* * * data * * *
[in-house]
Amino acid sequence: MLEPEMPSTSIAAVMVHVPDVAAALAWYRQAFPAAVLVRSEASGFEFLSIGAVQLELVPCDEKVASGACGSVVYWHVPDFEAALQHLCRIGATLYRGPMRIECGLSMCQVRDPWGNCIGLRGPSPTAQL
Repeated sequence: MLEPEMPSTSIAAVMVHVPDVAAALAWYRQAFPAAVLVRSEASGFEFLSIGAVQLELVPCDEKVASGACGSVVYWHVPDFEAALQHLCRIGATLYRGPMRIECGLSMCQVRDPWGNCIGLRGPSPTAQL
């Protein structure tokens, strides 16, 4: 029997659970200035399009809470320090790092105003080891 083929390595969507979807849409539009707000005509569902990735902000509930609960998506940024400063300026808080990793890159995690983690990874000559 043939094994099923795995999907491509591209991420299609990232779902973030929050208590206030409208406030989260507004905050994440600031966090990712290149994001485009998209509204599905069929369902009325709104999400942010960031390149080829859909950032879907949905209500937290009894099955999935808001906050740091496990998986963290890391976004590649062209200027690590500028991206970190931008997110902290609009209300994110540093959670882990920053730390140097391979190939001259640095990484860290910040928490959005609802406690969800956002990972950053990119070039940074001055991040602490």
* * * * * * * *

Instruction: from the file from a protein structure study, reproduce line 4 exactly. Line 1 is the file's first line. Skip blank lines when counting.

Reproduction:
């Protein structure tokens, strides 16, 4: 029997659970200035399009809470320090790092105003080891 083929390595969507979807849409539009707000005509569902990735902000509930609960998506940024400063300026808080990793890159995690983690990874000559 043939094994099923795995999907491509591209991420299609990232779902973030929050208590206030409208406030989260507004905050994440600031966090990712290149994001485009998209509204599905069929369902009325709104999400942010960031390149080829859909950032879907949905209500937290009894099955999935808001906050740091496990998986963290890391976004590649062209200027690590500028991206970190931008997110902290609009209300994110540093959670882990920053730390140097391979190939001259640095990484860290910040928490959005609802406690969800956002990972950053990119070039940074001055991040602490």